BCM320 – Gojira (1954) – Response

Our first week back for the semester and a classic pop culture phenomenon to get us started! I have no personal experience with the Gojira (or Godzilla) franchise. I’d not seen any of the films, any adaptations or representations, however the icon and the story was well known to me. The power of pop culture!

Gojira (1954) directed by Ishirō Honda is a science fiction cult classic from Japan. The original version in all its black and white, subtitled version! Live tweeting is always a struggle with films you haven’t seen before as you are often trying to grasp the main elements of what you are watching whilst also being involved in the online discussion! I always prefer a subtitled version of a foreign show or film however, even if some things can be lost in the translation. I believe it seems more natural and more authentic as a viewer to hear the film as it was made. Personally, I think it allows a deeper experience of what you are watching and it forces a concentration that isn’t there with english dubbing.

The film itself, coming from a film student’s perspective, I’m sure was an amazing feat for its time. Although the special effects seem almost comical to us now, they did a tremendous job in Gojira. I noted that often the best monsters are the ones that aren’t seen. You’re own imagination is a powerful tool in fear, and the way they never showed Gojira for most of the film is a testament to this. I think we have become used to knowing who the villain is straight away in current times, so I personally found this approach refreshing.

What I wasn’t expecting from the film, was its allegory towards nuclear weapons, and in general, the misuse of mass destruction weapons. My own knowledge of Japanese history is rather limited, but the nuclear terror that was brought upon the country is something known to all. To see them address this and how it affected the population and their opinions towards weapons of this scale was intense. I was certainly not expecting it amongst what I thought was simply a ‘hero vs monster’ story.

I would be interested in how further adaptations of the franchise addressed what I think the main message of the film was. Wrapped up amongst a fearful story of a giant monster terrorising a people, is a cautionary tale come too late and now only serves as a symbolic reminder.

3 thoughts on “BCM320 – Gojira (1954) – Response

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  1. Hey! I’ll have to agree with your explanation of 1954’s Gojira. Ishirō Honda was definitely ahead if his time, and has created such a timely classic; which symbolises times of warfare and struggle in Japan. Gojira will continue to influence modern adaptations and inspire others to remember and embrace their own cultural identity. I would have liked to see a more personal response in your blog, maybe including anecdotes from your own life with reference to your own culture. This would have made reading your post more relatable for the reader, otherwise I thoroughly enjoyed your post and great job! 🙂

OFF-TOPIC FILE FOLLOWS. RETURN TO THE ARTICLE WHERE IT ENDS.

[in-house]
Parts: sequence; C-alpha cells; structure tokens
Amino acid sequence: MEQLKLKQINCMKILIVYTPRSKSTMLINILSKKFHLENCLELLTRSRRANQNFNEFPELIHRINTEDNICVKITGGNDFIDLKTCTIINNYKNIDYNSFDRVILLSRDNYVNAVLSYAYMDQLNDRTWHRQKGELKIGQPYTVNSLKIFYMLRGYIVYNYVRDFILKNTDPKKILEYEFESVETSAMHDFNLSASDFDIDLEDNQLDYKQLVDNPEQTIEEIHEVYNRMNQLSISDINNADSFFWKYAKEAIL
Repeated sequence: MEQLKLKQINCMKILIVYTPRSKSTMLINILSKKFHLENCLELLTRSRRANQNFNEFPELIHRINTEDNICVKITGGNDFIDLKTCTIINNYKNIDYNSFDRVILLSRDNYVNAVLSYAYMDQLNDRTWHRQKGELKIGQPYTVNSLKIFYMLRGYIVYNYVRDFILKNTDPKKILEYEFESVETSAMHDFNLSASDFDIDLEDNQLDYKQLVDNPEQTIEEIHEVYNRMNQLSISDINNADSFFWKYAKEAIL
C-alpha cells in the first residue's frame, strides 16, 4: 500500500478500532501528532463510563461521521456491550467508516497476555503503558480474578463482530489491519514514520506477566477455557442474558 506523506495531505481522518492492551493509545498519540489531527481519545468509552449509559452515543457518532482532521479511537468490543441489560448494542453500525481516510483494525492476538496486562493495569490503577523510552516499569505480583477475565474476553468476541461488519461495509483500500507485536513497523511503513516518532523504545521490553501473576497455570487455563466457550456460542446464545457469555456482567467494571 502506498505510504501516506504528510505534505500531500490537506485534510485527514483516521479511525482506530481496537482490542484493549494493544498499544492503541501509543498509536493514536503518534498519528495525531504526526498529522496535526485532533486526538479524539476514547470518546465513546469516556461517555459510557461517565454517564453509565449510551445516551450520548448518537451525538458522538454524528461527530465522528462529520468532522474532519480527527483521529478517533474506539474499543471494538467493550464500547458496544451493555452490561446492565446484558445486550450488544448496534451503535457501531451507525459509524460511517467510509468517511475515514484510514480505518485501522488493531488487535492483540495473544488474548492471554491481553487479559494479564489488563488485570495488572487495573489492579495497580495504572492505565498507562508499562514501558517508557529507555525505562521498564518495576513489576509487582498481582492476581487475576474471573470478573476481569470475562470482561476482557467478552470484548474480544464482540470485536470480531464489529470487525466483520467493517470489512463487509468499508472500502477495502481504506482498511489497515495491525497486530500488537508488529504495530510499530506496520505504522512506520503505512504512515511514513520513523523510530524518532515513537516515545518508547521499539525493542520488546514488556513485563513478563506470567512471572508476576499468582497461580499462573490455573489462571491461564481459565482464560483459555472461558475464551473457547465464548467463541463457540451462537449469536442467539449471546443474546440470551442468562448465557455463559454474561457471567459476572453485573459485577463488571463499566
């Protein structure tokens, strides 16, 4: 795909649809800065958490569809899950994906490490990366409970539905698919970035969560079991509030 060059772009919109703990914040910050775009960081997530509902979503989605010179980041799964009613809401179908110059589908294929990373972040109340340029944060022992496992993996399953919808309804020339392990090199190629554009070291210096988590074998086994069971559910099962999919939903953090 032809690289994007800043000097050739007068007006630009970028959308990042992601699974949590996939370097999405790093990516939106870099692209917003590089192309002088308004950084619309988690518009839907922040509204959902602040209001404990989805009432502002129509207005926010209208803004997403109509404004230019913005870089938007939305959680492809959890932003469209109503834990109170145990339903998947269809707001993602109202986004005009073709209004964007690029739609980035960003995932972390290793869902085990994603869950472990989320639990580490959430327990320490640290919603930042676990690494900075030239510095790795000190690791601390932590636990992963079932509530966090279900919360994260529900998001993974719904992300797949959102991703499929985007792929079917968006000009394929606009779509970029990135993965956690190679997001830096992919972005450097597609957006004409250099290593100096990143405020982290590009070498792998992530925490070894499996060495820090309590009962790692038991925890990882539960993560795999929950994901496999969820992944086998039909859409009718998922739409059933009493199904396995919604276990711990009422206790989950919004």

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  2. Hey Eliza,

    We share something in common, I had never seen any of the film franchise either but was also familiar with it. The Power of Pop culture or constant annoyance from people begging you to watch it? I feel it the Latter.

    I Totally agree with your point about the Authentic, natural consistency viewing the film in it’s original language instead of dubbing. I’d like to also add to that, as in the loss of translation through spoken language, I feel makes you appreciate the unspoken language of the film more, and more specifically the music as it effectively translates to you what you cannot understand through the words. it is so true about “the best monsters are the ones that aren’t seen” it is so much stronger to have the implication of a monster as it breeds doubt fear and anticipation, all you need to capture the audience and keep them on the edge of their seats. The film industry nowadays are so hung up on creating these big elaborate monsters to show off their CGI skills but forget that it’s what isn’t in the frame/ what you cannot see that create the most fear. It tells the audience it’s to terrifying and their imagination fills in the rest. a Great depiction of a recent movie that do this is 2008 ‘Cloverfield’ directed by Matt Reeves.

    It’s crazy to think what they were able to get away with during this period of time too, being so close to their tragic loss. Their symbolic representation through the film about the devastation left through the nuclear bombs they faced, it was amazing to see how much they were able to symbolise and how easily (even through the lack of spoken communication of the language barrier) the audience of all countries could pick up on it.

    Thanks, Blake

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